Higher systolic blood pressure over time among adults over 65 years of age is associated with increased risk of dementia later in life but may be modified with calcium channel blockers. These findings were published in Alzheimer’s & Dementia.
Researchers evaluated the association between blood pressure variability (BPV) over time and subsequent risk of dementia and assessed the modifying effect of antihypertensive medications among community-dwelling older adults in the US.
They conducted a community-based study that included 2234 older adults (78±7 years of age; 74% women; 94% White) with normal cognition or mild cognitive impairment. The study population consisted of participants from the Rush Memory and Aging Project and the Religious Orders Study, both ongoing prospective cohort studies of aging and cognition in the US. These studies enroll adults at least 65 years of age without known dementia with annual follow-up rates of 95% and 90%, respectively. Participants were followed for up to 27 years through annual assessments. BPV measured annually was quantified over 3, 6, 9, and 12 years.
Researchers found 668 participants developed dementia during the median follow-up of 10 years (IQR 6-14 years). Mean systolic blood pressure (SBP) over 3, 6, 9, and 12 years was 134±15, 133±13, 132±13, and 131±12mmHg, respectively. They noted the mean higher systolic BPV (SBPV) over those measurement times showed increases (8.3%±5%, 9.2%±4%, 10.0%±3%, and 10.0%±3%, respectively).
Researchers found that SBPV during the 3, 6, 9, and 12-year quantifications associated with subsequent increased dementia risk. Hazard ratios ranged from 1.02 (95% CI, 1.01-1.04) to 1.10 (95% CI, 1.05-1.16). They noted participants with SBPV of at least 10% had increased risk of all-cause dementia vs those with SBPV of less than 8% (all P <.05).
After model adjustments, SBPV of at least 10% still associated with increased dementia risk with the highest hazard ratios for SBPV over 12 years. They noted each unit increase in SBPV over 3, 6, 9, and 12 years was associated with 1.02-, 1.04-, 1.06-, and 1.10-fold increased dementia risk, respectively (all P <.05).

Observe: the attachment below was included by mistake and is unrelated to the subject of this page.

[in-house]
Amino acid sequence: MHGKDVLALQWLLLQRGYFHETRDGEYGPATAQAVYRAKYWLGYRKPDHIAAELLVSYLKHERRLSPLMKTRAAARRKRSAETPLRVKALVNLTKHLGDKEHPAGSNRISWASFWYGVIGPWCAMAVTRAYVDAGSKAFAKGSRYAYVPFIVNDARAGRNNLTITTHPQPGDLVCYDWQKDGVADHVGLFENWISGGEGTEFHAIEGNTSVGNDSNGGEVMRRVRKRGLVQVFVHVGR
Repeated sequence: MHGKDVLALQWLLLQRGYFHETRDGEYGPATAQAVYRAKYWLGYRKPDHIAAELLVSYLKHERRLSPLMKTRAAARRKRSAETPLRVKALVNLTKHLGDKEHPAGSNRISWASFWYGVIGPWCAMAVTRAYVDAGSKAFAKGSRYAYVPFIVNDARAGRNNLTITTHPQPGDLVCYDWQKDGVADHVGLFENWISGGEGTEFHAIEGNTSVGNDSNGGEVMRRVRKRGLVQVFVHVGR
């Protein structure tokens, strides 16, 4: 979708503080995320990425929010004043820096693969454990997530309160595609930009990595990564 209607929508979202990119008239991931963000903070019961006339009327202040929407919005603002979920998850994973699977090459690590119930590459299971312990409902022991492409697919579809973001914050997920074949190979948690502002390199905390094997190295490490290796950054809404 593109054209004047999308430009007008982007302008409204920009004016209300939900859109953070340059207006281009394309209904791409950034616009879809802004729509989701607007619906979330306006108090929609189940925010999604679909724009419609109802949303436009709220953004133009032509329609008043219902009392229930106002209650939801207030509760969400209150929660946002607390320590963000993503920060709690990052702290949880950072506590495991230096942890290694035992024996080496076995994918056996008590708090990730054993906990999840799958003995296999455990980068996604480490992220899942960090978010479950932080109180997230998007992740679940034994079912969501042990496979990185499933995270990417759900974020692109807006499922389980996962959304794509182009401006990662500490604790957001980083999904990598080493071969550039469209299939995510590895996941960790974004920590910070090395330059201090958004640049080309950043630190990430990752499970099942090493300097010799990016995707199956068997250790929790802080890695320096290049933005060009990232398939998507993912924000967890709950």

Among participants not taking calcium channel blockers, researchers noted a stronger association between SBPV and dementia risk (P for interaction <.05). Antihypertensive medication class analyses suggested that participants specifically taking calcium channel blockers over the first 3 years had lower SBPV vs those taking other antihypertensive medications.
Researchers found no association between SBP or mean SBP and risk of all-cause dementia.
Study limitations include the observational study design, limited generalizability with a preponderance of White participants at least 65 years of age, BPV measured annually leaving impact of shorter variations in BPV unknown, selection bias including only survivors in period-specific analyses, and elements of study design underestimating true effect estimates.
“Higher systolic BPV of up to 12 years is associated with an increased risk of all-cause dementia and Alzheimer’s disease later in life, independent of mean BP levels,” researchers concluded. They added, “Calcium channel blockers may moderate the link between SBPV and dementia risk.” They urge using SBPV as a target beyond mean BP levels for risk stratification in older adults.
Disclosure: One study author declared affiliations with biotech, pharmaceutical, and/or device companies. Please see the original reference for a full list of authors’ disclosures.
This article originally appeared on Psychiatry Advisor
Mahinrad S, Bennett DA, Sorond FA, Gorelick PB. Blood pressure variability, dementia, and role of antihypertensive medications in older adults. Alzheimers Dement. Published online January 19, 2023. doi:10.1002/alz.12935